By Douglas M. Main
Police keep order. That's why, for example, they issue tickets for "disturbing the peace." Thus the only logical conclusion to Daley's famous quote above — other than dismissing it as the result of his famously tangled tongue — is sometimes disorder spawns order.
Sounds impossible, right?
According to a computational study conducted by a group of WUSTL physicists, one may create order by introducing disorder.
While working on their model — a network of interconnected pendulums, or "oscillators" — the researchers noticed that when driven by ordered forces, the various pendulums behaved chaotically and swung out of sync like a group of intoxicated synchronized swimmers. This was unexpected — shouldn't synchronized forces yield synchronized pendulums?
But then came the real surprise: When they introduced disorder — forces were applied at random to each oscillator — the system became ordered and synchronized.
"The thing that is counterintuitive is that when you introduce disorder into the system — when the (forces on the pendulums) act at random — the chaos that was present before disappears and there is order," said Sebastian F. Brandt, a physics graduate student in Arts & Sciences and lead author of the study, which appeared in a recent edition of Physical Review Letters.
Insights into other realms
The physicists' research is not only hard to grasp for nonphysicists, but also puzzling for physicists. As supervisor Ralf Wessel, Ph.D., associate professor of physics said, "Every physicist who hears this is surprised."
Research on the role of disorder in complex systems is quite new and not well understood. Wessel hopes that one day its theoretical understanding will be better than it is today.
Nevertheless, the researchers believe the model could provide insights outside the realm of theoretical physics.
Neurons, for example, have been modeled as interconnected, or "coupled," oscillators because of the way they interact with one another. In the model, coupled oscillators can be imagined as being tethered to their nearest neighbor, thus influencing their movement.
Neurons, on the other hand, may display repetitive electrical activity that can be influenced by the activity of neighboring neurons.
Though it's a bit of a stretch, admitted Babette K.M. Dellen, a doctoral candidate at the time of the research who has since earned a Ph.D., the study may help to solve previously unexplained observations.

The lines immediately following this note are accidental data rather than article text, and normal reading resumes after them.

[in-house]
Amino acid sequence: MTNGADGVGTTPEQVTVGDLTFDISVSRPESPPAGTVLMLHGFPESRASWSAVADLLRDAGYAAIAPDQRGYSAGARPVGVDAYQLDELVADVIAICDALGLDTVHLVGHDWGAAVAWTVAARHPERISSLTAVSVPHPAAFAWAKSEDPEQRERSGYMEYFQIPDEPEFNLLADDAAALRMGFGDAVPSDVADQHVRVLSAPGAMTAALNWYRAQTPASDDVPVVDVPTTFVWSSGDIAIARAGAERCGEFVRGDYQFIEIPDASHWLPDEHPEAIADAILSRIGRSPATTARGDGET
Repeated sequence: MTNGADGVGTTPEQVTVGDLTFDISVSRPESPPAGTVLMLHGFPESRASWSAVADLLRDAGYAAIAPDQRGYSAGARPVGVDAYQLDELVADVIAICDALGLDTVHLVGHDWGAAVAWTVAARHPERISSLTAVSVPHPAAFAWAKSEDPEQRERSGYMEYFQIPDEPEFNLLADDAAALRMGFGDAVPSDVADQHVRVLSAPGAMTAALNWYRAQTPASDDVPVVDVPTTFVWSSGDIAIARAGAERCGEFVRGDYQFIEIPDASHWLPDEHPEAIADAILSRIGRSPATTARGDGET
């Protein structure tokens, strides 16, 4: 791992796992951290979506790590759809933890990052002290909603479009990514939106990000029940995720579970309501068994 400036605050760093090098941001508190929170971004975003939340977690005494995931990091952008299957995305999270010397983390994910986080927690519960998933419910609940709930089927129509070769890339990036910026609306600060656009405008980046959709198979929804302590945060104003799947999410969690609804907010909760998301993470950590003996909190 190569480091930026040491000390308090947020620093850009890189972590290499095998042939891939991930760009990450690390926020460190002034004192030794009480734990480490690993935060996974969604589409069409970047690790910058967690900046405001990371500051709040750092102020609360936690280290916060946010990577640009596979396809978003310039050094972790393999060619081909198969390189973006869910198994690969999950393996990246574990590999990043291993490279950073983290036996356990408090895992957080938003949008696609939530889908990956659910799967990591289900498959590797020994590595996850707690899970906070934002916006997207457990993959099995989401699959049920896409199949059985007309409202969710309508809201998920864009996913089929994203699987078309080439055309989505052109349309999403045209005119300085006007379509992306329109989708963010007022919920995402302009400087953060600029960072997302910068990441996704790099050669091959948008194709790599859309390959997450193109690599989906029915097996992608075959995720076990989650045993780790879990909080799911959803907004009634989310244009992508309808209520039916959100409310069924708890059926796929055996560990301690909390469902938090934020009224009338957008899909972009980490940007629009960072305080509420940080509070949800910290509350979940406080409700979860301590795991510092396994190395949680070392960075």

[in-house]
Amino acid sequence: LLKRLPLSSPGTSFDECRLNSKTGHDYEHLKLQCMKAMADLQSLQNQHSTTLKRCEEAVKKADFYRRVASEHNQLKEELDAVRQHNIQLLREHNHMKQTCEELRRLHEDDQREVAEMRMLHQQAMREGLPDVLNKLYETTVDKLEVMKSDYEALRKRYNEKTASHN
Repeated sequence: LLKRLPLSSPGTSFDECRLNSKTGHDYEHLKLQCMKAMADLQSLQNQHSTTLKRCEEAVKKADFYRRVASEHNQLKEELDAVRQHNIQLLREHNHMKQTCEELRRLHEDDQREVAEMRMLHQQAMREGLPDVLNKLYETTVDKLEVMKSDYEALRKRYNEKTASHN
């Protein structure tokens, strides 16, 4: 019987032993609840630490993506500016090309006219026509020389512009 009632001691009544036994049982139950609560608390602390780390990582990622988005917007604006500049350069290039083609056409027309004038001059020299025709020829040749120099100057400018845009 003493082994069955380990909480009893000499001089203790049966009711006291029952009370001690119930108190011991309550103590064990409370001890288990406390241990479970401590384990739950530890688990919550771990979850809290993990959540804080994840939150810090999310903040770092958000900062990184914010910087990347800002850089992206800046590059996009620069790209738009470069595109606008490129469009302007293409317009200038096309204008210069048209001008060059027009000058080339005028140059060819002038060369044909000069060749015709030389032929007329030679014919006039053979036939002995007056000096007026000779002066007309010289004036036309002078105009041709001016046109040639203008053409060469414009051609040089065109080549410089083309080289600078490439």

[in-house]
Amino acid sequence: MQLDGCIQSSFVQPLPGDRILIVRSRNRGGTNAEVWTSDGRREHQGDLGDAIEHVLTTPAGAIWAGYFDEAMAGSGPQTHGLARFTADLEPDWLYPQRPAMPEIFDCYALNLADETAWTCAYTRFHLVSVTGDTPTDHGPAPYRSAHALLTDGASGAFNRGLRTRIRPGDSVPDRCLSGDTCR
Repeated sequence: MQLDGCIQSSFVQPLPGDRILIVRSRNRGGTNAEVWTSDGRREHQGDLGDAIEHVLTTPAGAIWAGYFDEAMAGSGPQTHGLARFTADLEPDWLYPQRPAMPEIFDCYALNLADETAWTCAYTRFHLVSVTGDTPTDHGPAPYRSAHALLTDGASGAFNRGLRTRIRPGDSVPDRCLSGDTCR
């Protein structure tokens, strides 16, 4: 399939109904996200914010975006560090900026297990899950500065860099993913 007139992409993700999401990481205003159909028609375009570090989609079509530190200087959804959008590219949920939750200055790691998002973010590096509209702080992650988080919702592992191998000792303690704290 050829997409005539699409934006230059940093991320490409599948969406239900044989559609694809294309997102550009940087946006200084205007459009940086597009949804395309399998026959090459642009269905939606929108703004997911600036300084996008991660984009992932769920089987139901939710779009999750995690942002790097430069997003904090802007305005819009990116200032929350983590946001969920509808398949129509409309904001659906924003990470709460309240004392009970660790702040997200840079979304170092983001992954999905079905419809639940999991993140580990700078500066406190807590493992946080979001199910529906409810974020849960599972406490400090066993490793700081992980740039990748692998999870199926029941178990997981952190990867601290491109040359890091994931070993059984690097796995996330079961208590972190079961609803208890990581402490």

Dellen first noticed the disorder-order phenomenon while studying neurology. She set the project aside, and then Brandt joined the research group and became intrigued with the concept of disorder-induced synchronization and delved more deeply.
Dellen explained that neurons can exhibit synchronous activity in response to a stimulus. To this point, she said, no one has come up with an adequate explanation.
And Wessel said, "Here, what Dellen discovered, is that maybe the details of neurons are completely irrelevant. Maybe it is only a property of oscillators."
Oscillators like a child on a swing
A vital similarity between the model system and neurons is that they are both "nonlinear" — meaning that there is not a linear, or straight-ahead, correlation between the applied force and displacement.
In other words, the oscillators in the model may be likened to a child on a swing. Within a small range, the child will move in constant proportion to how hard you push — if you push twice as hard, the child will go twice as far.
But nearly all complex systems in nature, like the physicists' model, are nonlinear. Once the child gets to a certain height, pushing twice as hard will not make the child go twice as far.
Neurons are composed of many elements and are typically nonlinear.
"When you hear your favorite music twice as loud you don't double the pleasure," said Brandt, explaining how one aspect of the brain — hearing — is nonlinear.
While other research has shown that disorder can create order, these studies often involved manipulating parameters within the systems such as changing pendulum length. The researchers said their work is novel because it involves changing externally applied forces.
Thus, they believe, their findings might have potential in the real world, where it would be more difficult to change parameters within the system — neurons, for example — but relatively simple to apply an external force.
"This is, of course, basic research," Brandt said. "But what you can learn from this is that complex systems sometimes behave in a very unexpected way, completely opposite to your intuition or expectation.
"It will be interesting to see if the mechanism that we have found can actually be put to some use."